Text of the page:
A new campaign from Dove promises the opportunity to rid your Facebook of "feel-bad ads" but it doesn't deliver.
Every day the average American is bombarded with thousands of advertisements. These messages, ranging from the barely perceptible to the very intrusive, subtly shape our tastes, our ideas, and, of course, our spending habits. That, of course, is the idea.*
These messages are pushed at us, and we subsume them into our world view. In this process we have varying degrees of control over the messages we see. We can fast-forward the commercials on our DVRs and we can install ad-blockers on our browsers, but any way you cut it, we're taking in countless images and slogans from ad campaigns every single day. What if that were to change? What if we had more control over what the advertisements we see look like?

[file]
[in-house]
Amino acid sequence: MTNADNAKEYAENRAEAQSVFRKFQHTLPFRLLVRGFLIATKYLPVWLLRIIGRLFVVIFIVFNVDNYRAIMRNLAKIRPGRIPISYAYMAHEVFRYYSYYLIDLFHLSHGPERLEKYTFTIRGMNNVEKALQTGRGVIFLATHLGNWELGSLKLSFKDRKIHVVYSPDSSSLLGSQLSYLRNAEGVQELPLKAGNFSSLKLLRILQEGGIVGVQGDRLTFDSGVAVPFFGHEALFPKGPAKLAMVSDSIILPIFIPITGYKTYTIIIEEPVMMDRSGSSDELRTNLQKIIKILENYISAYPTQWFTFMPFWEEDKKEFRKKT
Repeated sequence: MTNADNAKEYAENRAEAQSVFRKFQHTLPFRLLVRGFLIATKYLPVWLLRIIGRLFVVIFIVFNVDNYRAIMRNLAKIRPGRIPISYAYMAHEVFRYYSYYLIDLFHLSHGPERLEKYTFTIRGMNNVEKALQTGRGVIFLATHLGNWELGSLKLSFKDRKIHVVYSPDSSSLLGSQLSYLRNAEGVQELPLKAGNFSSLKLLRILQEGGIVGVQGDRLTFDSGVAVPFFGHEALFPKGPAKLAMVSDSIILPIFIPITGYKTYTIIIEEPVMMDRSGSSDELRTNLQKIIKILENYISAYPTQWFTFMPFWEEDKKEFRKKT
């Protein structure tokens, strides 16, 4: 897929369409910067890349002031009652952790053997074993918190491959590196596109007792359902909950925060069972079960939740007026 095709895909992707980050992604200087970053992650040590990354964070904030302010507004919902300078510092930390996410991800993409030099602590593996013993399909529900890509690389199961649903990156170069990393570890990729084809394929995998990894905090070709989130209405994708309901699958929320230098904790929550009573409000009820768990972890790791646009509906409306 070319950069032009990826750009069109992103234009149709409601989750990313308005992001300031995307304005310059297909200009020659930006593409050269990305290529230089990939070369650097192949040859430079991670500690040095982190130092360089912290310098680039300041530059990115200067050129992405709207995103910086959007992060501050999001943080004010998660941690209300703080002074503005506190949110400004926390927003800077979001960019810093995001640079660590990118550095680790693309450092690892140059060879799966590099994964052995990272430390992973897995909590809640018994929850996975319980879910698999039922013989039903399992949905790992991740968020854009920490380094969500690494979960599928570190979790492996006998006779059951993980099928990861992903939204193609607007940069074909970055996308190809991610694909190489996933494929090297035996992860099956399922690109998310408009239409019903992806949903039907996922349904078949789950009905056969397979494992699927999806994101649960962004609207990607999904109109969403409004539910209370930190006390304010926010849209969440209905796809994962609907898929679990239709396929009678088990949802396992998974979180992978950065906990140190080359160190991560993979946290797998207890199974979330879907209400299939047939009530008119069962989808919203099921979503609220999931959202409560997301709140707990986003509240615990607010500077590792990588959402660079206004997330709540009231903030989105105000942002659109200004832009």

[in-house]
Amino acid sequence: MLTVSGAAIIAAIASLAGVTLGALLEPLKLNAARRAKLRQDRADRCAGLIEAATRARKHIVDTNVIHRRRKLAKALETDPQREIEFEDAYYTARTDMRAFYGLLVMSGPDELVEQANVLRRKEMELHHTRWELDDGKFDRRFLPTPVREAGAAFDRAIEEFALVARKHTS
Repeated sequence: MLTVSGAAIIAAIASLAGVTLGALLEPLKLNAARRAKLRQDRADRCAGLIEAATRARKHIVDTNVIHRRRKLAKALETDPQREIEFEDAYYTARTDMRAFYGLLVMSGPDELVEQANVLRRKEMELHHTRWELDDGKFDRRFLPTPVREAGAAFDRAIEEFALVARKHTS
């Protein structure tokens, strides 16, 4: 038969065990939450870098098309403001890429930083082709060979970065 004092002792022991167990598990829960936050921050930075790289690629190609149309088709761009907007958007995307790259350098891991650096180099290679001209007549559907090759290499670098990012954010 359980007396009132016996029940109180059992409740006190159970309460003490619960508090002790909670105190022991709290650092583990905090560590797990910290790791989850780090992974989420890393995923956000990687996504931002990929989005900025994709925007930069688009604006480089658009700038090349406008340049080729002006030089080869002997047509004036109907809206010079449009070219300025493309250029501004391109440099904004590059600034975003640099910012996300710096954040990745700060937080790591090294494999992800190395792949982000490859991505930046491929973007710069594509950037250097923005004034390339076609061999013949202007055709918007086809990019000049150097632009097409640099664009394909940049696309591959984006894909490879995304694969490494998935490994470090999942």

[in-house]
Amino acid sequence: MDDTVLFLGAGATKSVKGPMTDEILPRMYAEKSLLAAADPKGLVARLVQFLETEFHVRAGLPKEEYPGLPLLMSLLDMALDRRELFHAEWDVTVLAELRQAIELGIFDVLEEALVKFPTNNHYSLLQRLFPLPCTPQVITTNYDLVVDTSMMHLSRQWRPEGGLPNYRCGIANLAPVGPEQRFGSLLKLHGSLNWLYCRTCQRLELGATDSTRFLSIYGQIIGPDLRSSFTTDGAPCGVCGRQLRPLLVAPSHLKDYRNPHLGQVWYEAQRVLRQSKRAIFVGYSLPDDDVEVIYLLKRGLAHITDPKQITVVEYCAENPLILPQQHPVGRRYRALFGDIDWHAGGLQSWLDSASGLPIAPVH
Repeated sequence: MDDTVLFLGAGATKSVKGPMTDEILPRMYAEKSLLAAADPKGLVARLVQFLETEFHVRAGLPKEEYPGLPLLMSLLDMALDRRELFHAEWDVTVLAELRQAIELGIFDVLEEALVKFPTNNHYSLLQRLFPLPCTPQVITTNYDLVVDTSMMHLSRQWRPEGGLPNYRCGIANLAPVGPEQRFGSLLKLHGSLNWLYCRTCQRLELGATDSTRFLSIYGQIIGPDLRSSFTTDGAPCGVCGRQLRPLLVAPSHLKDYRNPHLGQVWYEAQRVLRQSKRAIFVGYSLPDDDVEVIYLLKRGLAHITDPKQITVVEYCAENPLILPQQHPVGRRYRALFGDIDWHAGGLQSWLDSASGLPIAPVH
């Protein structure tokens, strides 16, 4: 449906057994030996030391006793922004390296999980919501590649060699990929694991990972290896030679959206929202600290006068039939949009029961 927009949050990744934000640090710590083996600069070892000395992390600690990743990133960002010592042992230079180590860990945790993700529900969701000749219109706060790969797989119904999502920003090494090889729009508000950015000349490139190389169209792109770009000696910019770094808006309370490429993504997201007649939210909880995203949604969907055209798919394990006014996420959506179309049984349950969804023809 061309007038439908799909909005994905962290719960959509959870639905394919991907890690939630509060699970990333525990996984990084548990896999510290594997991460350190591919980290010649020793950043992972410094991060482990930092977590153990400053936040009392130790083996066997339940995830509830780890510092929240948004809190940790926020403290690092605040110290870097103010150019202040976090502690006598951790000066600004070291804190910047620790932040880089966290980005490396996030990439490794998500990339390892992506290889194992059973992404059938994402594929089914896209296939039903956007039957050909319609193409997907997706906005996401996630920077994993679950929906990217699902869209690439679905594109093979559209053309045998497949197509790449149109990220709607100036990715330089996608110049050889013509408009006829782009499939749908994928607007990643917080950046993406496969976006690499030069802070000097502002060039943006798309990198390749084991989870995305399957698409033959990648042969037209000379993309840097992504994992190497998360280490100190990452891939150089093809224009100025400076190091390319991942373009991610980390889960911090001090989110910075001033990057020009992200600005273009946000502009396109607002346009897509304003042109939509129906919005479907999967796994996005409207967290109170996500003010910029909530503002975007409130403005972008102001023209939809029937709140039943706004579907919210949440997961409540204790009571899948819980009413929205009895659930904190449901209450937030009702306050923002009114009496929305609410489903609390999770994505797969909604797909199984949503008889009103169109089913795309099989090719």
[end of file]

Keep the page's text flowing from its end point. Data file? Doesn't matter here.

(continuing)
That power is the premise of a new advertising campaign from Dove, on offer now to Facebook users in Australia and Brazil. Perhaps of all the different industries that shape society with their ads, none is as reviled as the beauty industry for its promotion of an unrealistic physical ideal for both men and women. Dove, which has a history of ad campaigns featuring women of many shapes and sizes, explains, "In fact, Dove discovered that only four percent of women believe that they're beautiful. ... We decided to do something about it. Dove created the Ad Makeover, a Facebook application that lets you replace those feel-bad ads with messages designed to make women feel good instead." The video below ostensibly demonstrates how this works.